JF: Did you do any live streaming while you were on the pandemic break?

SJ: No, Jeff did, my keyboard player, and a couple of the other guys, I am not proficient enough on that kind of thing, besides, I need an audience, I need people around me, I am mush better live than just sitting around playing

JF: I am right with you on that, I did one live stream with the band, there was a little bit of an audience there but that was it, I kind of feel the same way as you do, it’s kind of sterile. So, what are your live shows like nowadays?

SJ: We try to do two hours, we do a lot of the songs from the past, but we haven’t had an album in a few years, but we try to hit every album, we improvise everything on stage, there’s no real set list, I make a set list but they just laugh, and you know, we’re open to anything, the other night people called out a couple of requests and we did them, it’s easy to do with this band, they’re so good

JF: It’s great that you can do that, not everyone can do that nowadays, they are so set in a format, and newer bands don’t have the performing legacy to pull stuff like that off

SJ: Yes, and also it’s just the years of being a musician, you know a million songs, just by osmosis almost, and if I start singing a song that they don’t know they can fake it, it makes for an exciting moment for us on stage and I think it translates to the audience, they love to see us stumble and fall (laughs)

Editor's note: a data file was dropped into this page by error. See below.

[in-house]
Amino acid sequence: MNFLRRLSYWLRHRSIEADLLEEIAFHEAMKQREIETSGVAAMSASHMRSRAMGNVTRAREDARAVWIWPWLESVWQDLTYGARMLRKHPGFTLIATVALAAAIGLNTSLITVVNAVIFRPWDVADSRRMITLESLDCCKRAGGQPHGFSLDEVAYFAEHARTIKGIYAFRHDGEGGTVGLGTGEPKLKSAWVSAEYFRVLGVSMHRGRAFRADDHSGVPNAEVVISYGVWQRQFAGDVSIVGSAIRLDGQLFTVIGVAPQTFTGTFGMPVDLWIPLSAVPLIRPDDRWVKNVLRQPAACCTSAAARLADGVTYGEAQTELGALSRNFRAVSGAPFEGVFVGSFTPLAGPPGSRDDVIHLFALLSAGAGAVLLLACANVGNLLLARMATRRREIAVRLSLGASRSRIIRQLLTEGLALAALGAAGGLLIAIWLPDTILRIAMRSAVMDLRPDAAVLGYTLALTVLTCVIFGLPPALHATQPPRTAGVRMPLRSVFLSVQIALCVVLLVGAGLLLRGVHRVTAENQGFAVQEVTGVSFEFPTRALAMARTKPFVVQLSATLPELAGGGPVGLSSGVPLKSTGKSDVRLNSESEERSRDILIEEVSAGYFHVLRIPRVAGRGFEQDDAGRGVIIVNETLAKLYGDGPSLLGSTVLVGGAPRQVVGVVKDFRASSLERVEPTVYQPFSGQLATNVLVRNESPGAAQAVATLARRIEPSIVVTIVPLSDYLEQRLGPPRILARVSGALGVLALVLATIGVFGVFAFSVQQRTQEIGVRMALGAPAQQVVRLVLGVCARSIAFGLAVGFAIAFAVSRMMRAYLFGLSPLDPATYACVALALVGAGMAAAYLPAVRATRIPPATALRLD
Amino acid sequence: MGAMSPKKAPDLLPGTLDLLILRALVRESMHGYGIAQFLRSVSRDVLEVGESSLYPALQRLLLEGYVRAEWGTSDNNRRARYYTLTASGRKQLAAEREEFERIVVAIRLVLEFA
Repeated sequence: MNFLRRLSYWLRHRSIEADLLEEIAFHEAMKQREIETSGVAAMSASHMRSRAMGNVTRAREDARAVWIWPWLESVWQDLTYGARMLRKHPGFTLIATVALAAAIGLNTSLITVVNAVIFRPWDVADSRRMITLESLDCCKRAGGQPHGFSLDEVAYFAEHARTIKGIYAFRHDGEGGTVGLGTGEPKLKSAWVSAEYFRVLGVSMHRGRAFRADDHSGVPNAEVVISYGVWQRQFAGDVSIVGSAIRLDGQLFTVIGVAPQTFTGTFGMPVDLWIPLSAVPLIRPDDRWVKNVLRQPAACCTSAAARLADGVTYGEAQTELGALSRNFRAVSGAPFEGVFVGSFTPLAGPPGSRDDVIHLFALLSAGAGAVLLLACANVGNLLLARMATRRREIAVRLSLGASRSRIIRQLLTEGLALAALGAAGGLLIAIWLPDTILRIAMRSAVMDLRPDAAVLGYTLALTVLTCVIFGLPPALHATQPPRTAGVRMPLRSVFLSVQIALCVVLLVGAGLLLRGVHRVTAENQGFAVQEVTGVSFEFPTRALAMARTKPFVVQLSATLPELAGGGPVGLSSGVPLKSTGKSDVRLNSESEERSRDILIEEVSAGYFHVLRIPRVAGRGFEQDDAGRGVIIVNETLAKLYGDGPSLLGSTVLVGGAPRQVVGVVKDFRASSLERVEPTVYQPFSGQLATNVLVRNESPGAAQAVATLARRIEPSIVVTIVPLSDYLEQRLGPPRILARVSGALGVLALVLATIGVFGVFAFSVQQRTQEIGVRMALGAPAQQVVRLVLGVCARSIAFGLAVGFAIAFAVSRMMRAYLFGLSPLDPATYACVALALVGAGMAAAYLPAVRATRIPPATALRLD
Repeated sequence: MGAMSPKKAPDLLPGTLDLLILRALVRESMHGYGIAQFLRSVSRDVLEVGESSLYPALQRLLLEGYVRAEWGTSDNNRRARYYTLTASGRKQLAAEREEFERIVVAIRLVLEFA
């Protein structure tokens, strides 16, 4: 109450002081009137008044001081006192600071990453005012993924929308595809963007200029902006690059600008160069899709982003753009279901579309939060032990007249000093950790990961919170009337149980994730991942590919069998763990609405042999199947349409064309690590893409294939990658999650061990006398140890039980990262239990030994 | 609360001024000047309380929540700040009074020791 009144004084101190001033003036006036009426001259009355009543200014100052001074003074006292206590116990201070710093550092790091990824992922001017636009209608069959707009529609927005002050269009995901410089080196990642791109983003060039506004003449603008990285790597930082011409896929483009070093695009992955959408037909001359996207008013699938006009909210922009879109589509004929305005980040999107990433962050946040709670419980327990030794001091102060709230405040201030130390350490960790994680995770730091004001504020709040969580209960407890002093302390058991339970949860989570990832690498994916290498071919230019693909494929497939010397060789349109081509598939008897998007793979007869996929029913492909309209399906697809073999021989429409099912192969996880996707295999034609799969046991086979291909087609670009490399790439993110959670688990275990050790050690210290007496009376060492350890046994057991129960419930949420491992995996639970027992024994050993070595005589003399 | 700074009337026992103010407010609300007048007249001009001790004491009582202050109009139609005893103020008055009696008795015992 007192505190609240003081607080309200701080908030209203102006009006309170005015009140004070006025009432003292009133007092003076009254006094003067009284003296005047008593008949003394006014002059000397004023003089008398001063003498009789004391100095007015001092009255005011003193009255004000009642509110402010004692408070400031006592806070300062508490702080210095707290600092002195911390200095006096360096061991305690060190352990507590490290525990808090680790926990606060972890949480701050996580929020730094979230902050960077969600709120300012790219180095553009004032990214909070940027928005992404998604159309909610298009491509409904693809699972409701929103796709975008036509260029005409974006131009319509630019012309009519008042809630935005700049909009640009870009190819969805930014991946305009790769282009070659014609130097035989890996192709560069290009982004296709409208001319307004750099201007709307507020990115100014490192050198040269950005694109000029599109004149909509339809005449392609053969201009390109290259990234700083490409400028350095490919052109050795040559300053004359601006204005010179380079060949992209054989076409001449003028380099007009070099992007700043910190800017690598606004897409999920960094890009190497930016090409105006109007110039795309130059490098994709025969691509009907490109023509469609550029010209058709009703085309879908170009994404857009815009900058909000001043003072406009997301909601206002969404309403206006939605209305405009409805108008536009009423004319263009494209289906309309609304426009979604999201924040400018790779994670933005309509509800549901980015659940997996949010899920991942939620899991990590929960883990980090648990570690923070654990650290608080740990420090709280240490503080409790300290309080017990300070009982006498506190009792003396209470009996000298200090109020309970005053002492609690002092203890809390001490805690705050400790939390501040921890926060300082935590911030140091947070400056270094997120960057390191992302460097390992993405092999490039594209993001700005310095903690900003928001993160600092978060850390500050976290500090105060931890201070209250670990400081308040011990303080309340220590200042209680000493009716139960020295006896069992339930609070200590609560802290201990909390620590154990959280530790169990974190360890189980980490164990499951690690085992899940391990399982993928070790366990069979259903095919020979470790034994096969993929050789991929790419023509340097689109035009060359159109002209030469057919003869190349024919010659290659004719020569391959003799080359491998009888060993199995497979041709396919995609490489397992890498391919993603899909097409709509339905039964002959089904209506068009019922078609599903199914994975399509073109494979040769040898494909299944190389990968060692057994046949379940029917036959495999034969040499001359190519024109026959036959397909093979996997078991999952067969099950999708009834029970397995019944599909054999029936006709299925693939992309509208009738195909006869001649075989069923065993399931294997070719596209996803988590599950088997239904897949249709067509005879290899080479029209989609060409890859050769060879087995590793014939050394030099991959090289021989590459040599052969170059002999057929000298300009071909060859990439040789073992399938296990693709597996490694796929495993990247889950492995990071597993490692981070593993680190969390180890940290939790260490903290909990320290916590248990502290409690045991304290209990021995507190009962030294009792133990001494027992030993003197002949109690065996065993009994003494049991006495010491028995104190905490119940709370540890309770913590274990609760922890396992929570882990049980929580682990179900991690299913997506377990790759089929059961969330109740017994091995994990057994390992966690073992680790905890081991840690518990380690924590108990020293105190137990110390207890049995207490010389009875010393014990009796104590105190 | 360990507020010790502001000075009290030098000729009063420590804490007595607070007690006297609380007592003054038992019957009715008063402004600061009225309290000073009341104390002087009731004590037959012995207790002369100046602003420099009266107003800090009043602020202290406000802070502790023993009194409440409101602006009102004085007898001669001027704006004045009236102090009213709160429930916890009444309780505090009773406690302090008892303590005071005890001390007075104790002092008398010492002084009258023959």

JF: it’s REAL! Being a musician as long as I have I have watched things go and when I see a band play and hear music I LIKE the imperfections in performances but now musicians try to make everything so clinically perfect it has no personality., I like the cracks in people’s voices, the forgetting of the words, the blown notes, that makes it real

SJ: You won’t find any perfection in a Juke’s show I’ll tell you that right away. (laughs)
Some bands will play the same set every night, I don’t want to work in an office where everything is the same, I always want it to be a little bit challenging, I always want it to be a little bit what’s going to happen next? I don’t know what’s going to happen I want to be surprised by some moment in the show

JF: that’s what makes performing fun and what makes a concert experience good for an audience member, I have been to multiple night shows where it has been the exact show including between song banter, whereas I have been to others where it has been a totally different show each night and that is more exciting

SJ: it’s more exciting for the musicians too, anyone can get complacent doing the same thing over and over, I don’t want complacent musicians, I don’t want to be complacent myself, i want to be challenged and i want to carer about what I am doing, if i just go through the motions that’s not healthy for me

JF: It keeps you young, too!

SJ: Well I don’t know about that (laughs) But it keeps you interested, and I’m going to do what I want to do on stage and that’s the way it is